TESDA Ensures Jobs for Tech-Voc Graduates

MANILA, Philippines – Despite the lean budget for 2011, the Technical Education and Skills Development Authority (TESDA) is targeting the employment of graduates within six to 12 months.

TESDA Director General Joel Villanueva said the agency is aiming to pull off a dramatic increase in the employability of technical-vocational graduates despite the lean budget of the agency for 2011, especially for its Training for Work Scholarship Program (TWSP) and the Private Education Student Financial Assistance (PESFA) grantees.

“We intend to realize our goal of facilitating the employment of six out of 10 of TESDA scholar-graduates of either school-based or enterprise-based Technical Vocational Education and Training (TVET) programs within six to 12 months after completing their training,” Villanueva explained.

Villanueva added that TESDA is targeting the employment of 55 percent or 35,000 of the 65,000 scholars of the agency’s TWSP and PESFA for next year. “The TESDA scholar-graduates are expected to be absorbed either in wage-employment or self-employment sectors,” he added.

Based on the analysis of the Department of Budget and Management (DBM), TESDA only has 28 percent TWSP absorption rate during the 2006 to 2008 period. Upon his assumption of office, Villanueva immediately ordered his agency to double the absorption rate of their graduates especially after getting a nod from President  Aquino III himself to retain the current budget of R700 million for its TWSP.

Meanwhile, PESFA has an annual budget of P200 million. For 2011, the agency is proposing a total budget of P2.8 billion. Historically, the TESDA budget is considered as a “main drawback” in its role as manager of TVET subsector. Its budget has been deemed as “underserved” compared with the budgets of the Department of Education (DepEd) and Commission on Higher Education (CHEd).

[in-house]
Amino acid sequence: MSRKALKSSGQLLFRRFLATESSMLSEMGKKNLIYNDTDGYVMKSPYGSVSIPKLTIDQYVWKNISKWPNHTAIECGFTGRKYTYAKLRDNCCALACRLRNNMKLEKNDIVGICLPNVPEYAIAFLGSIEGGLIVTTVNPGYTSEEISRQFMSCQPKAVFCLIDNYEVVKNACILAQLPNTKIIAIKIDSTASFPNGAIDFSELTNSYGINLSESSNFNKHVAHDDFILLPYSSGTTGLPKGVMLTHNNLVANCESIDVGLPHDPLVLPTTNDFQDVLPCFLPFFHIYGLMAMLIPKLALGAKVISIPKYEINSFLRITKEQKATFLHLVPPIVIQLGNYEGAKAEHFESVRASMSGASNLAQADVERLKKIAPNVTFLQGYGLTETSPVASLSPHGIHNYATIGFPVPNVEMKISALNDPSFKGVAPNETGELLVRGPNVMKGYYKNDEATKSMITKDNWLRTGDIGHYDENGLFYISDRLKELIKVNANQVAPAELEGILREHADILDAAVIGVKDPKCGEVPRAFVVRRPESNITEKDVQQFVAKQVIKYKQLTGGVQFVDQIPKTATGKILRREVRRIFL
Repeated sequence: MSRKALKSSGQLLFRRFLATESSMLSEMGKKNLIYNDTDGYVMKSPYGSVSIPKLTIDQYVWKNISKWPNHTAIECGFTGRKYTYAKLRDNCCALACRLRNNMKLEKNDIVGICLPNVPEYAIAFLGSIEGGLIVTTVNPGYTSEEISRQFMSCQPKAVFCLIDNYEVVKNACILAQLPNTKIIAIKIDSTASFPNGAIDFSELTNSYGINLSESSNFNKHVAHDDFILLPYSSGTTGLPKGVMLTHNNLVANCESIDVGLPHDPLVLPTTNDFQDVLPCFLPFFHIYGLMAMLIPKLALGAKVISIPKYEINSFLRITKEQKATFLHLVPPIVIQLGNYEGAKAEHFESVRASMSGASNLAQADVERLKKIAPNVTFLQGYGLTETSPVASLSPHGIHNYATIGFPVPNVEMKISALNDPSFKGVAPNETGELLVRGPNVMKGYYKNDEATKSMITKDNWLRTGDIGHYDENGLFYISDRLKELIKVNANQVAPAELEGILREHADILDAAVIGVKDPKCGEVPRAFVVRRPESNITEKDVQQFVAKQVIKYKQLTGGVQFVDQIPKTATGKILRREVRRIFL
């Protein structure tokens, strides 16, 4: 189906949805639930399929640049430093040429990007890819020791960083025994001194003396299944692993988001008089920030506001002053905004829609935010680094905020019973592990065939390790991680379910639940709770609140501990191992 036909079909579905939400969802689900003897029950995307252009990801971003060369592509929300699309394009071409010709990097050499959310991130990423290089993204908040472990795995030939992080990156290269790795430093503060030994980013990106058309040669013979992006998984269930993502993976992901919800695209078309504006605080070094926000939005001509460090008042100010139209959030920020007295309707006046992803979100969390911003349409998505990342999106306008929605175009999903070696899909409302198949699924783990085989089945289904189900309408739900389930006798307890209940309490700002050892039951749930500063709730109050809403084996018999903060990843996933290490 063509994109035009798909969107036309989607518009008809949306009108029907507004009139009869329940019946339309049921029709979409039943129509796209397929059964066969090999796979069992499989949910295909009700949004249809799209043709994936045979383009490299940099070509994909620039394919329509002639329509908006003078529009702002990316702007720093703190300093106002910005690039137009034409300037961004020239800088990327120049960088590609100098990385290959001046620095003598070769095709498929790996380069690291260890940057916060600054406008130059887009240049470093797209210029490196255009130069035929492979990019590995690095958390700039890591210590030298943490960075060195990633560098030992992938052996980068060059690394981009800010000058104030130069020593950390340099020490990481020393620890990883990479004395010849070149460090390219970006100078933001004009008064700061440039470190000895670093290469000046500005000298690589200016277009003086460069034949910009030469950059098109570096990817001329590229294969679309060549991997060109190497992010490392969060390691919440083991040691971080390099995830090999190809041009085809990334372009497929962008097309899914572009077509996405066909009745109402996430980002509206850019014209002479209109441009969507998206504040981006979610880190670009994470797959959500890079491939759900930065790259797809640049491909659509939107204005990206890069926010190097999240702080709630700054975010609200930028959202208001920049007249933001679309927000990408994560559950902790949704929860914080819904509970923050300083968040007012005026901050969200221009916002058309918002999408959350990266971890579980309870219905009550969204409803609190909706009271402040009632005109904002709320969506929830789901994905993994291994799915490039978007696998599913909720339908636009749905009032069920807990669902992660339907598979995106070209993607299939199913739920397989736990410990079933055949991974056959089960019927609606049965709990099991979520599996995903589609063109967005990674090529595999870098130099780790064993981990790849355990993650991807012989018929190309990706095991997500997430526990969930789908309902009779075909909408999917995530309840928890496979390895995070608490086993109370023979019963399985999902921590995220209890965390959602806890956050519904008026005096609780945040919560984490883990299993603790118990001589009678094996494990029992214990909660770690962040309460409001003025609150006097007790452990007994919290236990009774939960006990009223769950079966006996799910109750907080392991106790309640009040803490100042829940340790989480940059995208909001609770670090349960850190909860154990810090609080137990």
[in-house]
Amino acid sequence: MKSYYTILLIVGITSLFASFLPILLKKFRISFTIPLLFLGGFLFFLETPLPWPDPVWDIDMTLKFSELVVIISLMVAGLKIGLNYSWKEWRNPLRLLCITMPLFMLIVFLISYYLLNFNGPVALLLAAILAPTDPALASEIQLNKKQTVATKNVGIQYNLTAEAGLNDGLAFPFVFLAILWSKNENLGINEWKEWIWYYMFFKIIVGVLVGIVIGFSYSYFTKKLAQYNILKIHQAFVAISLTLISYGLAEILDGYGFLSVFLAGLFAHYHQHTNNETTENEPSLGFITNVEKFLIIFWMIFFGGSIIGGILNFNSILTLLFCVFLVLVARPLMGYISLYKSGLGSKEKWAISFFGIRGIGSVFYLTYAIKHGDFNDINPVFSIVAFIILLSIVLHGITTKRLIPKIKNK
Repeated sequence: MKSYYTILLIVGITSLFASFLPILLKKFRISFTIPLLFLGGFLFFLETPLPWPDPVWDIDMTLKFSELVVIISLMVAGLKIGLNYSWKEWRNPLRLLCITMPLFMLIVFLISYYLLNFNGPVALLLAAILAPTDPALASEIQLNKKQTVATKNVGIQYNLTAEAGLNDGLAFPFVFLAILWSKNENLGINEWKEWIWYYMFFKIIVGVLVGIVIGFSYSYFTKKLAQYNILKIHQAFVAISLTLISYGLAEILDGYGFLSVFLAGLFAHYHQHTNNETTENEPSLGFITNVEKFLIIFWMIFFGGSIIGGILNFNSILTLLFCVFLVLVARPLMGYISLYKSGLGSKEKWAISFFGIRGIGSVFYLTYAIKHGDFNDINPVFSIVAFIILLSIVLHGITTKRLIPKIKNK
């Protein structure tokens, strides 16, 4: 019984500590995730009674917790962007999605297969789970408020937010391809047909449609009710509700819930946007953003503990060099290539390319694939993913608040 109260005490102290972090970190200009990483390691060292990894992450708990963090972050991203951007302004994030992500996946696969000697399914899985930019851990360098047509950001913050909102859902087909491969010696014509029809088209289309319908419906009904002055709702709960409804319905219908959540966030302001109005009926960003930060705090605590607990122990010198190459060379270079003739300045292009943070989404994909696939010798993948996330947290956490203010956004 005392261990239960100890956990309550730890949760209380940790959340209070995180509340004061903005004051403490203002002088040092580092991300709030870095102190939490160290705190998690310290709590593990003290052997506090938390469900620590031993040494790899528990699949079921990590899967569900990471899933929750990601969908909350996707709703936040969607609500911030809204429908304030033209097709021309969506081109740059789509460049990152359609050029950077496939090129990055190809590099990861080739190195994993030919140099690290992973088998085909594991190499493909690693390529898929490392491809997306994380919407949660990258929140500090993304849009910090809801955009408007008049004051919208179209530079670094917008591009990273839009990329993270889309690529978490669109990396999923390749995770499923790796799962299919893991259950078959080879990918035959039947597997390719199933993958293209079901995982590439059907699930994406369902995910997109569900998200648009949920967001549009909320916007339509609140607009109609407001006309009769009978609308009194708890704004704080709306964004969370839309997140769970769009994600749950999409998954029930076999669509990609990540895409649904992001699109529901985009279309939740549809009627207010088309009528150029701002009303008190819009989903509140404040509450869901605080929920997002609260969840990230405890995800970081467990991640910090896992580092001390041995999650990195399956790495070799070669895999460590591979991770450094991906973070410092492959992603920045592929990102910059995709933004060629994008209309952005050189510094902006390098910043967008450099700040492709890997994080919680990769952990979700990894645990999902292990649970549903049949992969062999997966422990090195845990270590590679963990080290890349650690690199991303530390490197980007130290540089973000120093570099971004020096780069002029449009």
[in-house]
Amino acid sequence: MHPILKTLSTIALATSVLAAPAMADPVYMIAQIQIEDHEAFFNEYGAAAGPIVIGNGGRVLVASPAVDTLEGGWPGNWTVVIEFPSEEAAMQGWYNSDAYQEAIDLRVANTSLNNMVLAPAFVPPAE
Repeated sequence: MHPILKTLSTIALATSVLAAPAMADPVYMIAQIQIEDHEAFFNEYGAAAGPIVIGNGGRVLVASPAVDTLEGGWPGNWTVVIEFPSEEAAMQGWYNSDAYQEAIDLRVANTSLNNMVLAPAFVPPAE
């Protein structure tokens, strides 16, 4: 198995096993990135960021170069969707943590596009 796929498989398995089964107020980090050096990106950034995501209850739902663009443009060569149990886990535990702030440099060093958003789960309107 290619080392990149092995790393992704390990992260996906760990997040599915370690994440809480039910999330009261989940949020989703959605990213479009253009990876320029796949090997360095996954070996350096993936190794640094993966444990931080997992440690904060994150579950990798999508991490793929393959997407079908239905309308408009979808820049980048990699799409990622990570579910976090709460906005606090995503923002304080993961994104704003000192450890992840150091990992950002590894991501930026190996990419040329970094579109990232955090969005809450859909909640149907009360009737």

The budget for TVET, said Villanueva, constitutes less than two percent of the national education budget even when in fact, quality technical and vocational education is more expensive than the general education in view of its requirement for state-of-the-art equipment and on-the-job placements for practical training of the students, Villanueva stressed.

“The TESDA budget of P2.8 billion is a small portion of the education budget. But it is our desire at TESDA that despite the lean budget, we will be able to provide access to as many learners from the almost 60 million Filipino working-age population,” Villanueva said.

The TESDA chief also pointed out that TESDA will be able to cater to different student abilities and interests, providing second chance for tertiary education dropouts and providing alternatives to unemployed degree holders. “While TVET graduates placed in wage- and self-employment within six to 12 months after completing a TVET program could very well compensate for the government’s investment in TESDA.”

Villanueva assured that the agency's budget would be utilized in such a way that it would enable TESDA to continually pursue strategic imperatives in TVET. “We will achieve our goal by working harder to make sure that our scholars would obtain or acquire adequate knowledge and practical competencies from our tech-voc programs to prepare them for work in the formal and informal labor market as well as overseas labor market,” he added.

Apart from aspiring for the employment of 55 percent of its scholar-graduates, the TESDA chief also vowed to produce 400,000 TVET practitioners; turn 540,000 into skilled and certified workers; and certify   60,000 in higher-level competencies.

These targets, Villanueva said, are seen to let TESDA seal its claim of being a leading partner in the development of globally competent Filipino workforce “with positive values.”

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